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From "kc.baltz" <kc.ba...@inforonics.com>
Subject RE: Logging to File
Date Tue, 09 May 2000 13:12:27 GMT


> -----Original Message-----
> From: Steve Weiss [mailto:sweiss@aamc.org]
> Sent: Monday, May 08, 2000 6:07 PM
> To: tomcat-user@jakarta.apache.org
> Subject: Re: Logging to File
> 
> 
> "kc.baltz" wrote:
> > 
> > > I would like to initialize some Application wide objects the
> > > first time any
> > > Servlet or JSP page is loaded.  I would like to create one
> > > instance of the
> > > logger, and a connection pool for interacting with an XML
> > > datasource.  Is there
> > > a way to do this without placing code in every single Servlet
> > > and JSP page to
> > > ensure that initialization has taken place?
> > >
> > 
> > Yes, it's a software design pattern called the Singleton.  
> You create a
> > class like the following:
> > 
> > <pre>
> > class OneInstance {
> > 
> >         private OneInstance(/* Constructor parameters */) {
> >                 // the only constructor is private
> >         }
> > 
> >         public static OneInstance getInstance(/* 
> Constructor parameters */)
> > {
> >                 // See if this class has been allocated yet.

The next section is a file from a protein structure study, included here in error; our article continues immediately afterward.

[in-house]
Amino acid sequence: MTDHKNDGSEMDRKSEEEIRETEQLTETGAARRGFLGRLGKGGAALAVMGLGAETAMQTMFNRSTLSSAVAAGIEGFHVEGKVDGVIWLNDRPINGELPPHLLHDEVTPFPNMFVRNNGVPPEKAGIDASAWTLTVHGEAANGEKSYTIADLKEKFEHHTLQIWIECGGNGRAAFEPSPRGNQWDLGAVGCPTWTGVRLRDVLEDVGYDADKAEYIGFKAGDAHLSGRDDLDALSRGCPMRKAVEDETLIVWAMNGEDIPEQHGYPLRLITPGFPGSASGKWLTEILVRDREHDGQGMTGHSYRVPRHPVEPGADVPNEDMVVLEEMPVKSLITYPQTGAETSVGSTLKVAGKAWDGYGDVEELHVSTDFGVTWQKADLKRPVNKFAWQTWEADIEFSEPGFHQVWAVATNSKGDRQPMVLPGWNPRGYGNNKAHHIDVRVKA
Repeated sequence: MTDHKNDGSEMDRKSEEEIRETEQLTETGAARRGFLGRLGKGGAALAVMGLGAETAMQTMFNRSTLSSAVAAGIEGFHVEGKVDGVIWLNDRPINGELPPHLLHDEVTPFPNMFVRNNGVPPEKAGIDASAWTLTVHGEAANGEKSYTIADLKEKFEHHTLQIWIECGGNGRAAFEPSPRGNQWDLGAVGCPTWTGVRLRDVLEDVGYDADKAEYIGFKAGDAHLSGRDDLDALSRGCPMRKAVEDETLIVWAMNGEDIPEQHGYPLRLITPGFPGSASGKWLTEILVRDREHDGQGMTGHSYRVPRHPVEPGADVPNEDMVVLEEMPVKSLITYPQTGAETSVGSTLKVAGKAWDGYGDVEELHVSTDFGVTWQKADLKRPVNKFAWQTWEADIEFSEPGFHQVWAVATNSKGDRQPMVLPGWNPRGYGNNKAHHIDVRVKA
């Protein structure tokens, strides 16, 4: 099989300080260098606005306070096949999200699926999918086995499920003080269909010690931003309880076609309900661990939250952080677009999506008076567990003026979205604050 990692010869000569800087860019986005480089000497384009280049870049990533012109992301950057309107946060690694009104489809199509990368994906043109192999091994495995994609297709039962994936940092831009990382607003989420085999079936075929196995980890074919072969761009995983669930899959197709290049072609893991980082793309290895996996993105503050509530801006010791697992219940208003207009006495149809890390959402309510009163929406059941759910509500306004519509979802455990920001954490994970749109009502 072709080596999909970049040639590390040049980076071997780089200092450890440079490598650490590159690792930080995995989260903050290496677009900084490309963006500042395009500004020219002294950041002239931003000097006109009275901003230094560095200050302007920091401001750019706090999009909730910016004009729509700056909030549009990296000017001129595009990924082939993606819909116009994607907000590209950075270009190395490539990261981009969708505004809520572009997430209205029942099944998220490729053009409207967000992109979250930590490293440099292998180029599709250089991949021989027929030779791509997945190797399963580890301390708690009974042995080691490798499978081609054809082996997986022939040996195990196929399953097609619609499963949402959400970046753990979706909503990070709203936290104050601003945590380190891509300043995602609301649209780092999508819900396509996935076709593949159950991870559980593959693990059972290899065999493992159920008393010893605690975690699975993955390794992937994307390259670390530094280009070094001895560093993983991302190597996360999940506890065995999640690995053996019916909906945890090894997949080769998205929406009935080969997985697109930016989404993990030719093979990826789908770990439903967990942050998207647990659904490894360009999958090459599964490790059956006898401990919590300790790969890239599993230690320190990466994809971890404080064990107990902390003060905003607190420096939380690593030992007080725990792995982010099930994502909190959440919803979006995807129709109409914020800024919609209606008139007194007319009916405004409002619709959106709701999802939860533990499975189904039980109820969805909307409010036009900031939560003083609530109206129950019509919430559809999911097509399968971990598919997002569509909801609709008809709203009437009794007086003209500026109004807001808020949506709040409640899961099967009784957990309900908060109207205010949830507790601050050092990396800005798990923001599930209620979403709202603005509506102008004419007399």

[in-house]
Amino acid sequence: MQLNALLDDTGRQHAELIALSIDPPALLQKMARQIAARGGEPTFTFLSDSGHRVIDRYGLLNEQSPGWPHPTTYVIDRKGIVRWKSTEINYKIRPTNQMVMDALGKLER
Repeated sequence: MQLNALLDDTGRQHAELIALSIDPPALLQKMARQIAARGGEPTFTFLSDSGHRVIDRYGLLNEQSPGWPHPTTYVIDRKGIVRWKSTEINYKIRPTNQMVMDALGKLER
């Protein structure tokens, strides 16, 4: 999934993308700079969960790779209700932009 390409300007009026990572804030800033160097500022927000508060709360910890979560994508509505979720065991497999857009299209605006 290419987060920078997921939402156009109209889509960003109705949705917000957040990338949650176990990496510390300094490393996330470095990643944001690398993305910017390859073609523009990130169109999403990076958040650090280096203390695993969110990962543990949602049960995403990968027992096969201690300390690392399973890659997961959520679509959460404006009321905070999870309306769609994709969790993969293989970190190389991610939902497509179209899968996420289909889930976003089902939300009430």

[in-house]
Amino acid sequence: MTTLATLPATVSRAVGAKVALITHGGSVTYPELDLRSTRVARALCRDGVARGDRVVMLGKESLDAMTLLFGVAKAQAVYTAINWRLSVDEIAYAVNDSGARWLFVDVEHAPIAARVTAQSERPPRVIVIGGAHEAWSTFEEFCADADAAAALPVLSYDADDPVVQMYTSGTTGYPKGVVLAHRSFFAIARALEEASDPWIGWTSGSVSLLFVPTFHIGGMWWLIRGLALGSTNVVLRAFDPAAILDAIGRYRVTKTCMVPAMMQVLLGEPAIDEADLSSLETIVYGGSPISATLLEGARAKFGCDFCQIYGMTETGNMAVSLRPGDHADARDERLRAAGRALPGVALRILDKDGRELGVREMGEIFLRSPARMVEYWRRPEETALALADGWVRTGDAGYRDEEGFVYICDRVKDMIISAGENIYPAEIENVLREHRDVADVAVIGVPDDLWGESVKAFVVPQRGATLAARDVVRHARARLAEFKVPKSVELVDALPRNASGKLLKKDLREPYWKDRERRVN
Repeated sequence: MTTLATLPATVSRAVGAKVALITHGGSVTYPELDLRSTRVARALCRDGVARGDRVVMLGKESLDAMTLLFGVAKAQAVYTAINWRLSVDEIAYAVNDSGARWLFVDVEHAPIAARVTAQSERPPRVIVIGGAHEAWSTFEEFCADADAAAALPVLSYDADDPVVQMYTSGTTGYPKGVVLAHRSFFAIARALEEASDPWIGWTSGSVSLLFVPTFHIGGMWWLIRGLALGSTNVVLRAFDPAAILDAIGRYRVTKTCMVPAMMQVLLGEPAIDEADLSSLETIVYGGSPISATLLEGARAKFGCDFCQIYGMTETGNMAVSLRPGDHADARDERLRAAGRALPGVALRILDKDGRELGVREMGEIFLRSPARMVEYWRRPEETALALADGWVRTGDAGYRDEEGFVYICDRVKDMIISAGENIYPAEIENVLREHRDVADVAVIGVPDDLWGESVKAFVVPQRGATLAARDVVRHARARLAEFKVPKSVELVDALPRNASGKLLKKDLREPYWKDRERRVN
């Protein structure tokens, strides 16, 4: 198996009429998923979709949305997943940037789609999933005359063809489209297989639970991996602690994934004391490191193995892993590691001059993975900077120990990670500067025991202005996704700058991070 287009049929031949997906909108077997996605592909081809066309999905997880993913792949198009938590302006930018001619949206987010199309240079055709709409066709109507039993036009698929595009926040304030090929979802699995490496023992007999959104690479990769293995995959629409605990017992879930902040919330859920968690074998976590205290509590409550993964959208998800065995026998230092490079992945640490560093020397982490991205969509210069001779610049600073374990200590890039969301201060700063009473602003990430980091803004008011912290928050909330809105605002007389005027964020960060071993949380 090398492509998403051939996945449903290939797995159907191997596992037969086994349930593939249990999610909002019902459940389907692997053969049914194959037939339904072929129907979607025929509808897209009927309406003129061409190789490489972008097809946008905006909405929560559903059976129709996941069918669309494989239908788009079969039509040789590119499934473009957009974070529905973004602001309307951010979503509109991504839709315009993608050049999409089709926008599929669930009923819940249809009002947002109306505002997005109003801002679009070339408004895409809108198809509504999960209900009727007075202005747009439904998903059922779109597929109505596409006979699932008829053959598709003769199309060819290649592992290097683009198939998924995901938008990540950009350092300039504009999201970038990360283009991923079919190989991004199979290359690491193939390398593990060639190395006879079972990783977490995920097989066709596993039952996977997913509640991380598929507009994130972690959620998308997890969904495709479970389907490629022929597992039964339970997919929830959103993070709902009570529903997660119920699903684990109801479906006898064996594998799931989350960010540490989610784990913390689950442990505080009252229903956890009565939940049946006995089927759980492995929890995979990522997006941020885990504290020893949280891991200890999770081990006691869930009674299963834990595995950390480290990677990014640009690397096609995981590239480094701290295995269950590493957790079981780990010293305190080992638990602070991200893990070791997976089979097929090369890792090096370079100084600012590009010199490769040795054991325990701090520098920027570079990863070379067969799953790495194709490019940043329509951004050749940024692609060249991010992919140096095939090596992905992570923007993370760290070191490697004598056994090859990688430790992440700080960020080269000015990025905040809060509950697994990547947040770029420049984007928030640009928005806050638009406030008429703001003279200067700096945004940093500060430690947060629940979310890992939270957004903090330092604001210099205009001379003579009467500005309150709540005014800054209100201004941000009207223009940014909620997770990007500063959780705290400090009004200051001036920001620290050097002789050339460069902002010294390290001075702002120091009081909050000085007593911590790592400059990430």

> >                 if( _instance == null ) {
> >                         _instance = new OneInstance();
> >                 }
> >                 return _instance;
> >         }
> > 
> >         private static OneInstance _instance = null;
> > }
> > </pre>
> > 
> > Any servlet/JSP that needs a copy of this just calls 
> getInstance instead of
> > a constructor.  This way you only get one instance per JVM. 
>  Anyone know how
> > this works with 2 JVMs like when you have an RMI server?
> > 
> 
> In my case, this is in fact what I have (2 RMI servers, each 
> running in
> it's own JVM + Tomcat). The singleton objects aren't shared across JVM
> boundaries.
> 

When you say "not shared", you mean that it is possible to instantiate the
class once on each JVM, possibly creating more than one across the whole
"system", right?  

K.C.

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